China said on Monday that married Chinese couples can have up to three children, up from the previous limit of two, following recent data indicating a sharp fall in births in the world’s most populous country.
Many Chinese couples have been put off by the high cost of raising children in cities. According to official media, President Xi Jinping authorized the latest move throughout a politburo meeting.
It will come with “supportive measures, which will be conducive to improving our country’s population structure, fulfilling the country’s strategy of actively coping with an ageing population and maintaining the advantage, endowment of human resources”, according to Xinhua news agency.
China will reduce educational costs for families, increase tax and housing support, protect the legal interests of working women, and crack down on “sky-high” dowries, among other things, it added, without providing details. It would also aim to teach young people about “marriage and love.”
“People are held back not by the two-children limit, but by the incredibly high costs of raising children in today’s China. Housing, extracurricular activities, food, trips, and everything else add up quickly,” Yifei Li, a sociologist at NYU Shanghai, told Reuters.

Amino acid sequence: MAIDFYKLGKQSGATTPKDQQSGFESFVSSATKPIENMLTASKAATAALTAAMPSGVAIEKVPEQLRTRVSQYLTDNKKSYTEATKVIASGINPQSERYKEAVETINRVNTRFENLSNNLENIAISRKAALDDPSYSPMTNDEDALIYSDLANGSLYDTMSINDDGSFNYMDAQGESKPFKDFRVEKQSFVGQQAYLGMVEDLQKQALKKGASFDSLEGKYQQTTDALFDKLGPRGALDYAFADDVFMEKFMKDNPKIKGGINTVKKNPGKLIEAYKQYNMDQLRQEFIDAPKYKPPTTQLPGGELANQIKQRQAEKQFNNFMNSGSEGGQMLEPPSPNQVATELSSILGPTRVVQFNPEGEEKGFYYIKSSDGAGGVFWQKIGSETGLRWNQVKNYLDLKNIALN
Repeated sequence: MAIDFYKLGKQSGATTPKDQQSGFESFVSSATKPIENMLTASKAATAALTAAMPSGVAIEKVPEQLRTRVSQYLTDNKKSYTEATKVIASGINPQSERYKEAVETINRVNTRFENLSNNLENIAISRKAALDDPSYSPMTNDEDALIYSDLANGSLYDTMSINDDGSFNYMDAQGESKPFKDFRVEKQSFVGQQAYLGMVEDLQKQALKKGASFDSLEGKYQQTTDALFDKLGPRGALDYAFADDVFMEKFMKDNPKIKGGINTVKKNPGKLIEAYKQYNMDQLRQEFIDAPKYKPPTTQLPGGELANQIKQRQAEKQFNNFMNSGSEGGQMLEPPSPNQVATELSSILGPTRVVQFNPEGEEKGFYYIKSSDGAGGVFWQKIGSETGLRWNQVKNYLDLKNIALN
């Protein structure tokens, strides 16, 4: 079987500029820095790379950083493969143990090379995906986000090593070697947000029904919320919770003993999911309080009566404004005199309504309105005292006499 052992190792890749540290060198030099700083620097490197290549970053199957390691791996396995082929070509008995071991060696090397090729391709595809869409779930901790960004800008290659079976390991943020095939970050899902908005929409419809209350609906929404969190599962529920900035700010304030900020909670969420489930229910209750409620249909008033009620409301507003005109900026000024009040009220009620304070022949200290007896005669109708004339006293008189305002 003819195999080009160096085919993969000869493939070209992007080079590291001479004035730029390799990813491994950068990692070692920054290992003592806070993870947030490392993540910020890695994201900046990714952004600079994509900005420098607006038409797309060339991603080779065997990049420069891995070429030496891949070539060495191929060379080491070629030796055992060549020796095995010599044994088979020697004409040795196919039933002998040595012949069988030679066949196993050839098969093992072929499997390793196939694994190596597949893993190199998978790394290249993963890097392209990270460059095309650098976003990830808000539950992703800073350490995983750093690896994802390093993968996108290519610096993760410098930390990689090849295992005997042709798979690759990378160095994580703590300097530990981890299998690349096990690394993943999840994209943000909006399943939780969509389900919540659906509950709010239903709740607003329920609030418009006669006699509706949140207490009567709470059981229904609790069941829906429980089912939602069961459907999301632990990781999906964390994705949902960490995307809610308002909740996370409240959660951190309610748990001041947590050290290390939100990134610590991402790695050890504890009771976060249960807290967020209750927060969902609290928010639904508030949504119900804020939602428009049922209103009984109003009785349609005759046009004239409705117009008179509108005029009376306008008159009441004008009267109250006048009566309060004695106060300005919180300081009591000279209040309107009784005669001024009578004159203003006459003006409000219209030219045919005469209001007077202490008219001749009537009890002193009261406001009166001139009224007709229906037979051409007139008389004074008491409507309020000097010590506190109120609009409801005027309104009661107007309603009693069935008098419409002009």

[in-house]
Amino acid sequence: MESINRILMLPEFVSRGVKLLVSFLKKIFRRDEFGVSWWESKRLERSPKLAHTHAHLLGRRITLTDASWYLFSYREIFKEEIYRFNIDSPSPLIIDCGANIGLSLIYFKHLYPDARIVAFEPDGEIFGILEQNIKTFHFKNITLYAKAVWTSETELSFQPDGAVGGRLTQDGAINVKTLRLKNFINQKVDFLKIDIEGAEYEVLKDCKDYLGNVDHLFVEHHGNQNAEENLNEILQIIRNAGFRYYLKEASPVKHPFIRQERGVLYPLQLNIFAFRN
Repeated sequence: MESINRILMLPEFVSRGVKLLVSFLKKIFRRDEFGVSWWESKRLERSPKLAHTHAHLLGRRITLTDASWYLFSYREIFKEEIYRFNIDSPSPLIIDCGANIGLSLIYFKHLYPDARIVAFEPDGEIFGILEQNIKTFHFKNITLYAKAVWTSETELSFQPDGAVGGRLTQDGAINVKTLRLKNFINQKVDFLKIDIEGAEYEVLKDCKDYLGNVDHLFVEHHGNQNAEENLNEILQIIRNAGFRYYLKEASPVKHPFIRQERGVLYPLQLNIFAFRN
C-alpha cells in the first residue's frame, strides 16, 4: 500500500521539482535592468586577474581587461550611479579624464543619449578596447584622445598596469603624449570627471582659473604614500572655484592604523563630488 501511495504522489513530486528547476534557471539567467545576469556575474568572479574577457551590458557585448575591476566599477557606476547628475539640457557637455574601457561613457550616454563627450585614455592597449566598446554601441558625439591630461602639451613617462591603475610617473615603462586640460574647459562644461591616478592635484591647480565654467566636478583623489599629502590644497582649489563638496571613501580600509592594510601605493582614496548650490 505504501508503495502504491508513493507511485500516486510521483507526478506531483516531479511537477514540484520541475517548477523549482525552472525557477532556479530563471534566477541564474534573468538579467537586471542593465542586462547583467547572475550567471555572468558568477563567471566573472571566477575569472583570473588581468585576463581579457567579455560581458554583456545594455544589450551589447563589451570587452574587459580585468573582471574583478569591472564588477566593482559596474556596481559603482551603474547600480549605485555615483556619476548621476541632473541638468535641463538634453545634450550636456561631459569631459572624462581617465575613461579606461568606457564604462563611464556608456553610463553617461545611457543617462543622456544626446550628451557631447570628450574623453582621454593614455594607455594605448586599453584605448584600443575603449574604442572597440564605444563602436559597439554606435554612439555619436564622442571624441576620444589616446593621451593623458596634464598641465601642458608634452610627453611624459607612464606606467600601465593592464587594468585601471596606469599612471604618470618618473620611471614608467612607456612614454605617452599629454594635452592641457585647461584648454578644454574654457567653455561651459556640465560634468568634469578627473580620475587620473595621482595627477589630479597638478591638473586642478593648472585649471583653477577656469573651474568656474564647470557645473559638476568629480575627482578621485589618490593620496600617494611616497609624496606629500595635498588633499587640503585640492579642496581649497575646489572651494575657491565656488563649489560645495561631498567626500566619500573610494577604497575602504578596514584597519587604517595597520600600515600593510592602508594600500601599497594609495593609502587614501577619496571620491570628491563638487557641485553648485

In 2020, China had 12 million births, dropping 18 percent from the previous year and the fourth consecutive year of declining births after an uptick in 2016. The data, which was disclosed in the government census earlier this month, was seen as a major factor in Beijing’s decision to loosen its birth restrictions even more.
The census also revealed a dramatic increase in the number of Chinese aged 60 and over, from 13.3 percent in 2010 to 18.7 percent by the end of 2020. In 2020, the proportion of Chinese citizens aged 15 to 59, which represents the working population, was 63.35 percent, down from 70.1 percent in 2010.